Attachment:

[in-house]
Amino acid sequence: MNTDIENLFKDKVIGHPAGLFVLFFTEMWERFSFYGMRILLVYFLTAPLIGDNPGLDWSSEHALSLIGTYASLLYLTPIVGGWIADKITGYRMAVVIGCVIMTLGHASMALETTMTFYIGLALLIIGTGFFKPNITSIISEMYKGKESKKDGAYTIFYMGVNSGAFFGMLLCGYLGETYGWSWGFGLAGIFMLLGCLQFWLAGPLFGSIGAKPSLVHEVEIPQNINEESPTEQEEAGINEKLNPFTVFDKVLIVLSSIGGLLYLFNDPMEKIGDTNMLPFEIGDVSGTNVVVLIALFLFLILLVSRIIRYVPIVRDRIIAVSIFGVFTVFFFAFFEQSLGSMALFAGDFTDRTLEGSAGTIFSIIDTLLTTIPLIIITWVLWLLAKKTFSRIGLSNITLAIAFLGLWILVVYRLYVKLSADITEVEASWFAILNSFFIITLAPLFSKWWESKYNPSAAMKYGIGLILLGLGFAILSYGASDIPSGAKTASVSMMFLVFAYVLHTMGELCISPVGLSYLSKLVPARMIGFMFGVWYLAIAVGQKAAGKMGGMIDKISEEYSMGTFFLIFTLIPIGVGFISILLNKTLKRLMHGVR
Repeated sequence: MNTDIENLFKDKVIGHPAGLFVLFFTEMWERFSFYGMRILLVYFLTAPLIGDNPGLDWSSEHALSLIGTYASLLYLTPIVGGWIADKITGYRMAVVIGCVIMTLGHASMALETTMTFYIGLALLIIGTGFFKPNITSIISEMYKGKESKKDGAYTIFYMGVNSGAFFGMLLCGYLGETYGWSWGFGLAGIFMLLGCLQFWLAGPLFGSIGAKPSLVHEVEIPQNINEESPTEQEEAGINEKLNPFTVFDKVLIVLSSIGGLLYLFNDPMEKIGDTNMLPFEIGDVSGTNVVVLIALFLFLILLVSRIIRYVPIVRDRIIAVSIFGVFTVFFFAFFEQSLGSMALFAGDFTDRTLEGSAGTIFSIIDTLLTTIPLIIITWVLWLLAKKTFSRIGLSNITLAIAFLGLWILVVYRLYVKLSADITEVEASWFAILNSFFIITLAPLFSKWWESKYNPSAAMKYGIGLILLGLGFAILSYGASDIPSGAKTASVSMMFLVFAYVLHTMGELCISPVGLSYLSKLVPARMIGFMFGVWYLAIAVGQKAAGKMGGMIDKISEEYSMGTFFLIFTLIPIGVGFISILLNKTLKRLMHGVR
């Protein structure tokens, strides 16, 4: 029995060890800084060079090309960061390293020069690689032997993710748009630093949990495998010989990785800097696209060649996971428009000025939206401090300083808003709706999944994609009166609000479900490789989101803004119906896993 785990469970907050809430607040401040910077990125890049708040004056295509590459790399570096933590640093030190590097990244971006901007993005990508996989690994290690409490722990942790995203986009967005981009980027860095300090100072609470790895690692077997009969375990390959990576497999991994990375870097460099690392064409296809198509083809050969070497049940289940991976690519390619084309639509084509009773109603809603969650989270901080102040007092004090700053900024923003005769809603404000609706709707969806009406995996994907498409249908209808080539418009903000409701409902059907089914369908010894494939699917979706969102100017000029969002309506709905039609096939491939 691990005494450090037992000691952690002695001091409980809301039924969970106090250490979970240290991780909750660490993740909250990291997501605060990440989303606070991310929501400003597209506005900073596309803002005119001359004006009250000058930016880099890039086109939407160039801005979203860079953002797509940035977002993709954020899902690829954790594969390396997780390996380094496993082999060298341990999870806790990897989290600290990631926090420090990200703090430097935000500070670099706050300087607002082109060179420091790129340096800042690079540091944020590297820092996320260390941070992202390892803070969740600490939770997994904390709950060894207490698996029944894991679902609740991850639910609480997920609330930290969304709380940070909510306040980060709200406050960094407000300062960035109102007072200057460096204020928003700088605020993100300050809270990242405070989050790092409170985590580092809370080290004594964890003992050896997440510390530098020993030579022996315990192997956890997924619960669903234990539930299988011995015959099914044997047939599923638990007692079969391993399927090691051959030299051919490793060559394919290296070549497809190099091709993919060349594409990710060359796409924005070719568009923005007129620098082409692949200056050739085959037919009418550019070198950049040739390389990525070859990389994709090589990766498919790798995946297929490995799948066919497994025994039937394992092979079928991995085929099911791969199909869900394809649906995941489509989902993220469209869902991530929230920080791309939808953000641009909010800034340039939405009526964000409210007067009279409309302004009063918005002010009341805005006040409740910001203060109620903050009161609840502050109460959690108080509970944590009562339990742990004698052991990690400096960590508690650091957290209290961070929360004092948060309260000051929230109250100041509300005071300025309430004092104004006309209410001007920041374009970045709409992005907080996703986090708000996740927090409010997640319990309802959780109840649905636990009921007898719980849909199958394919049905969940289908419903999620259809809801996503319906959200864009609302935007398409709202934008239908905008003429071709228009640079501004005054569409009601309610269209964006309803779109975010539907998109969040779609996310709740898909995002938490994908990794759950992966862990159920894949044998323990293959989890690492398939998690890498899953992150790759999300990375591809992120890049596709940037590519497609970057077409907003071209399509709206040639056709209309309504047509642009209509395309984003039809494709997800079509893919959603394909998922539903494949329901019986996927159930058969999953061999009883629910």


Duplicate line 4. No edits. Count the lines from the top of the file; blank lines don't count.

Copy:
């Protein structure tokens, strides 16, 4: 029995060890800084060079090309960061390293020069690689032997993710748009630093949990495998010989990785800097696209060649996971428009000025939206401090300083808003709706999944994609009166609000479900490789989101803004119906896993 785990469970907050809430607040401040910077990125890049708040004056295509590459790399570096933590640093030190590097990244971006901007993005990508996989690994290690409490722990942790995203986009967005981009980027860095300090100072609470790895690692077997009969375990390959990576497999991994990375870097460099690392064409296809198509083809050969070497049940289940991976690519390619084309639509084509009773109603809603969650989270901080102040007092004090700053900024923003005769809603404000609706709707969806009406995996994907498409249908209808080539418009903000409701409902059907089914369908010894494939699917979706969102100017000029969002309506709905039609096939491939 691990005494450090037992000691952690002695001091409980809301039924969970106090250490979970240290991780909750660490993740909250990291997501605060990440989303606070991310929501400003597209506005900073596309803002005119001359004006009250000058930016880099890039086109939407160039801005979203860079953002797509940035977002993709954020899902690829954790594969390396997780390996380094496993082999060298341990999870806790990897989290600290990631926090420090990200703090430097935000500070670099706050300087607002082109060179420091790129340096800042690079540091944020590297820092996320260390941070992202390892803070969740600490939770997994904390709950060894207490698996029944894991679902609740991850639910609480997920609330930290969304709380940070909510306040980060709200406050960094407000300062960035109102007072200057460096204020928003700088605020993100300050809270990242405070989050790092409170985590580092809370080290004594964890003992050896997440510390530098020993030579022996315990192997956890997924619960669903234990539930299988011995015959099914044997047939599923638990007692079969391993399927090691051959030299051919490793060559394919290296070549497809190099091709993919060349594409990710060359796409924005070719568009923005007129620098082409692949200056050739085959037919009418550019070198950049040739390389990525070859990389994709090589990766498919790798995946297929490995799948066919497994025994039937394992092979079928991995085929099911791969199909869900394809649906995941489509989902993220469209869902991530929230920080791309939808953000641009909010800034340039939405009526964000409210007067009279409309302004009063918005002010009341805005006040409740910001203060109620903050009161609840502050109460959690108080509970944590009562339990742990004698052991990690400096960590508690650091957290209290961070929360004092948060309260000051929230109250100041509300005071300025309430004092104004006309209410001007920041374009970045709409992005907080996703986090708000996740927090409010997640319990309802959780109840649905636990009921007898719980849909199958394919049905969940289908419903999620259809809801996503319906959200864009609302935007398409709202934008239908905008003429071709228009640079501004005054569409009601309610269209964006309803779109975010539907998109969040779609996310709740898909995002938490994908990794759950992966862990159920894949044998323990293959989890690492398939998690890498899953992150790759999300990375591809992120890049596709940037590519497609970057077409907003071209399509709206040639056709209309309504047509642009209509395309984003039809494709997800079509893919959603394909998922539903494949329901019986996927159930058969999953061999009883629910």